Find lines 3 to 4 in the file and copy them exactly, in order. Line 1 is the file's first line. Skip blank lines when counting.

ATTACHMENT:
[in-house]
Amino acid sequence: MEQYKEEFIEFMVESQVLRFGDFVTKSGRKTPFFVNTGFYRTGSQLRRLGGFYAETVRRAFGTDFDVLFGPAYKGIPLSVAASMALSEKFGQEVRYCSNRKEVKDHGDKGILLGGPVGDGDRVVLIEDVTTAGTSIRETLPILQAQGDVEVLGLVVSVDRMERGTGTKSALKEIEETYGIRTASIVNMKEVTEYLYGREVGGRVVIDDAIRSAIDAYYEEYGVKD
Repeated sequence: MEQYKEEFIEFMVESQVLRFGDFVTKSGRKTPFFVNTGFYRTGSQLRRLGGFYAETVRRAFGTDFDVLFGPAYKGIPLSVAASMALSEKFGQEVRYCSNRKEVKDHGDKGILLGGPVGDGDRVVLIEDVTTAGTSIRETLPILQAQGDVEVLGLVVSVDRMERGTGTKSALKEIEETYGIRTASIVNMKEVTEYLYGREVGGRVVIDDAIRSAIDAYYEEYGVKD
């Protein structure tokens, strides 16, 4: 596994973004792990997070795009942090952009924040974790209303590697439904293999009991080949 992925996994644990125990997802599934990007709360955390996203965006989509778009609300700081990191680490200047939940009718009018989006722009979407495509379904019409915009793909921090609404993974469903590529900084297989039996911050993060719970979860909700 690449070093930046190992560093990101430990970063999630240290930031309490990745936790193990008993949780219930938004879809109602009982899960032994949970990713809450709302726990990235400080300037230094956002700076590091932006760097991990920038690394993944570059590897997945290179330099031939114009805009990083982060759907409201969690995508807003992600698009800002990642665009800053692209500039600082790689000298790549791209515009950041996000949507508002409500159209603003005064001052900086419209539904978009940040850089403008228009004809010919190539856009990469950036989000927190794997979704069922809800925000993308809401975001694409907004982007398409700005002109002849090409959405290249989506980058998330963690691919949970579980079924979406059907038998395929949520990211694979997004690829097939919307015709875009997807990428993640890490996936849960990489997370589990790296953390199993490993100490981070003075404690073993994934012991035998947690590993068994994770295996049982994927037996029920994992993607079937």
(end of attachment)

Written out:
Repeated sequence: MEQYKEEFIEFMVESQVLRFGDFVTKSGRKTPFFVNTGFYRTGSQLRRLGGFYAETVRRAFGTDFDVLFGPAYKGIPLSVAASMALSEKFGQEVRYCSNRKEVKDHGDKGILLGGPVGDGDRVVLIEDVTTAGTSIRETLPILQAQGDVEVLGLVVSVDRMERGTGTKSALKEIEETYGIRTASIVNMKEVTEYLYGREVGGRVVIDDAIRSAIDAYYEEYGVKD
């Protein structure tokens, strides 16, 4: 596994973004792990997070795009942090952009924040974790209303590697439904293999009991080949 992925996994644990125990997802599934990007709360955390996203965006989509778009609300700081990191680490200047939940009718009018989006722009979407495509379904019409915009793909921090609404993974469903590529900084297989039996911050993060719970979860909700 690449070093930046190992560093990101430990970063999630240290930031309490990745936790193990008993949780219930938004879809109602009982899960032994949970990713809450709302726990990235400080300037230094956002700076590091932006760097991990920038690394993944570059590897997945290179330099031939114009805009990083982060759907409201969690995508807003992600698009800002990642665009800053692209500039600082790689000298790549791209515009950041996000949507508002409500159209603003005064001052900086419209539904978009940040850089403008228009004809010919190539856009990469950036989000927190794997979704069922809800925000993308809401975001694409907004982007398409700005002109002849090409959405290249989506980058998330963690691919949970579980079924979406059907038998395929949520990211694979997004690829097939919307015709875009997807990428993640890490996936849960990489997370589990790296953390199993490993100490981070003075404690073993994934012991035998947690590993068994994770295996049982994927037996029920994992993607079937």